Tuesday, April 28, 2009
Since my election in 1980, as part of the Reagan Big Tent, the Republican Party has moved far to the right. Last year, more than 200,000 Republicans in Pennsylvania changed their registration to become Democrats. I now find my political philosophy more in line with Democrats than Republicans.
When I supported the stimulus package, I knew that it would not be popular with the Republican Party. But, I saw the stimulus as necessary to lessen the risk of a far more serious recession than we are now experiencing.
Since then, I have traveled the State, talked to Republican leaders and office-holders and my supporters and I have carefully examined public opinion. It has become clear to me that the stimulus vote caused a schism which makes our differences irreconcilable. On this state of the record, I am unwilling to have my twenty-nine year Senate record judged by the Pennsylvania Republican primary electorate. I have not represented the Republican Party. I have represented the people of Pennsylvania.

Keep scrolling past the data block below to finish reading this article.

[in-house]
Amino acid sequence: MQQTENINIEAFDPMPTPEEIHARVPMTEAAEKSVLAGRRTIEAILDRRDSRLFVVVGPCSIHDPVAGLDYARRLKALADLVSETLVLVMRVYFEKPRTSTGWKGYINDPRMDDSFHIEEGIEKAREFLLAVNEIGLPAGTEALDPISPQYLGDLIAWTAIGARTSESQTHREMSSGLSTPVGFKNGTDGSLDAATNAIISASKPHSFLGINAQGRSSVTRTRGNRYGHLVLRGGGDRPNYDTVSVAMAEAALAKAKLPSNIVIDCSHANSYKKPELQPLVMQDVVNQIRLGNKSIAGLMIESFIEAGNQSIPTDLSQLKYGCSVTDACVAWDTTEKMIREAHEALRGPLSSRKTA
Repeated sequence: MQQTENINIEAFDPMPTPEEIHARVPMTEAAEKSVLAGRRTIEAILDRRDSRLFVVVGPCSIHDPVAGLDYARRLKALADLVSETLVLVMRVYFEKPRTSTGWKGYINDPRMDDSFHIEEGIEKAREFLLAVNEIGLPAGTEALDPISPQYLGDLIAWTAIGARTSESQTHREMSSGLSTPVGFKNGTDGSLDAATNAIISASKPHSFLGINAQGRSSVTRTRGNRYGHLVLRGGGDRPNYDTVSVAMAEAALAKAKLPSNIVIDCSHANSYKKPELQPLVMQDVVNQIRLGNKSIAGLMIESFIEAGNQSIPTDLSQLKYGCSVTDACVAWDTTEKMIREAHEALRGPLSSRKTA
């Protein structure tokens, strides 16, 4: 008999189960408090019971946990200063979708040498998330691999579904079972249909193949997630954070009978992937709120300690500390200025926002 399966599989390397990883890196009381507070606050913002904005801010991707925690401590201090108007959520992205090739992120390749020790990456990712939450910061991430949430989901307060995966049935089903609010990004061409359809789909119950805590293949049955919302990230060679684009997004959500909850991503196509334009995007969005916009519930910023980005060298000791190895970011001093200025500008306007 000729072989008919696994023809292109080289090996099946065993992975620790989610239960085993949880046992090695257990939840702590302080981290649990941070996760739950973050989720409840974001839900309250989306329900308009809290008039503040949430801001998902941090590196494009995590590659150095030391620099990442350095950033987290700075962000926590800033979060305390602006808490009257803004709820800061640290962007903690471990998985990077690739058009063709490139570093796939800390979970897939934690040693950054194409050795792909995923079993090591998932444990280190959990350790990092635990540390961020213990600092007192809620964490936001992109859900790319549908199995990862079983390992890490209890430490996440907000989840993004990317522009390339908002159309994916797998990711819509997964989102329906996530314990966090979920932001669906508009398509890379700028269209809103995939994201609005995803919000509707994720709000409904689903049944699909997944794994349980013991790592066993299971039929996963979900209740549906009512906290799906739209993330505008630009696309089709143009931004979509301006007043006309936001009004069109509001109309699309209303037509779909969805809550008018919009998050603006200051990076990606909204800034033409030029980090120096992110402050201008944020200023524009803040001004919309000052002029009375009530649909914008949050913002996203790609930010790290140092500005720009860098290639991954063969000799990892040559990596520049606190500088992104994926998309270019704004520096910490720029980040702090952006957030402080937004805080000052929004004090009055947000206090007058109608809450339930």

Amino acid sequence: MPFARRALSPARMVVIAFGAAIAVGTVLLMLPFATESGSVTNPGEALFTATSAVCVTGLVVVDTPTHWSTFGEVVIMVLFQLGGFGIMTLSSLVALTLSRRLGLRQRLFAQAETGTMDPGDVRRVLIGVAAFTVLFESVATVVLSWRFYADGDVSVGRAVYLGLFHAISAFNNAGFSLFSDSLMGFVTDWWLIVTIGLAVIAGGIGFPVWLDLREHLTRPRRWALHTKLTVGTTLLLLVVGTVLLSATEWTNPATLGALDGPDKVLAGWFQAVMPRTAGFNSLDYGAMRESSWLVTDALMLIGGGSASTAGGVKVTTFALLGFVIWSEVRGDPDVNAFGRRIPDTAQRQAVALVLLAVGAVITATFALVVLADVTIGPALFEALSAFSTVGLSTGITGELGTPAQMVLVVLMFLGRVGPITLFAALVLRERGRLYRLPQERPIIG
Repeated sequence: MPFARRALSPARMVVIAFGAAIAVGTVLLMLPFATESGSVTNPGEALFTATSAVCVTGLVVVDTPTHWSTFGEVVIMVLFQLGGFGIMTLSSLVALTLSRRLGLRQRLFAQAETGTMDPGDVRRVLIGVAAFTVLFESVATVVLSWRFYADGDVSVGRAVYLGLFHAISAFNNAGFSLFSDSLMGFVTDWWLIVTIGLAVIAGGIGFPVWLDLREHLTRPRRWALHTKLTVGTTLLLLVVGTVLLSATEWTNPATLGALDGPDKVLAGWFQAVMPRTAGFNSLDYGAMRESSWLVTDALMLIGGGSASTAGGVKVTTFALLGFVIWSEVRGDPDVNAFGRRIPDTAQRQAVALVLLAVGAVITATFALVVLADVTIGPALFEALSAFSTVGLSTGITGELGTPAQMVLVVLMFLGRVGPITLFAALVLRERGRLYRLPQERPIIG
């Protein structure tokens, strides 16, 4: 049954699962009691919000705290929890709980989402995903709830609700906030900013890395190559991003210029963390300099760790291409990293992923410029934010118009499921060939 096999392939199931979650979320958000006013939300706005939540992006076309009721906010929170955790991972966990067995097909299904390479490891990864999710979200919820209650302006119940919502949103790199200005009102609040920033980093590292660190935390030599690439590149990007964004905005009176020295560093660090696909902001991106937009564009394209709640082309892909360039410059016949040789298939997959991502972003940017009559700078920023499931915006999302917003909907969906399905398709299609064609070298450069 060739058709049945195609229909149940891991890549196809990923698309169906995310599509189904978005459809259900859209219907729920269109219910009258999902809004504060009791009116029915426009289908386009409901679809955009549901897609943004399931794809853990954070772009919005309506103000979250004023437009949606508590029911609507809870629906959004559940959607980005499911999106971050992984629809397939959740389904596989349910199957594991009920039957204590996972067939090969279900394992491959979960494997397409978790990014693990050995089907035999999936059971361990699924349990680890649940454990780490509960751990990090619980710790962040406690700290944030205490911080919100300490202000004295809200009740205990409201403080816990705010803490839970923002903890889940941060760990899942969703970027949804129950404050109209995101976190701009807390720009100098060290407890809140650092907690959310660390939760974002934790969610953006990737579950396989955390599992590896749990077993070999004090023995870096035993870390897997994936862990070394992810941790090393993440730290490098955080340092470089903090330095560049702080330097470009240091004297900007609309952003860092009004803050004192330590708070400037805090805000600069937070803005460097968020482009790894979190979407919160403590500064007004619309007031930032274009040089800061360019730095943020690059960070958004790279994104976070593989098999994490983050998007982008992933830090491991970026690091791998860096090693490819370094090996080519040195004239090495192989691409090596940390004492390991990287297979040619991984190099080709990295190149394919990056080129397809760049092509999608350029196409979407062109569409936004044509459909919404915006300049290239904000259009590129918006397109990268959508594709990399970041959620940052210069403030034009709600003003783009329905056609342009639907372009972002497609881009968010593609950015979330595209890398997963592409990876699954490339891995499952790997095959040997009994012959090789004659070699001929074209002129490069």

For Democrats, this must be the kind of news you sit and savor, having had a number of their Party members bolt ship over the past several decades. And for the Republicans, this speaks to the kind of trouble they will have in the Rustbelt States, where evangelical partisanship of any stripe does not fly.
And for the Democrats, they probably should contain their glee and continue to monitor their vote from Connecticut. With news of Specter's defection and with Senator Al Franken set to arrive anytime now (or as soon as Norm Coleman does what Al Gore did in 2000, and face reality about winning without any chance of winning), I would not be surprised to hear that Senator Lieberman decides it is time to join the Republican ranks.
There are some questions set to be answered, such as where does Specter stand via seniority, for instance? What will be his standing in Committee? Despite his recent outrage about the exercise of presidential power, this was a guy who bent to White House demands that no witness (either nominee or official) be required to swear to tell the truth.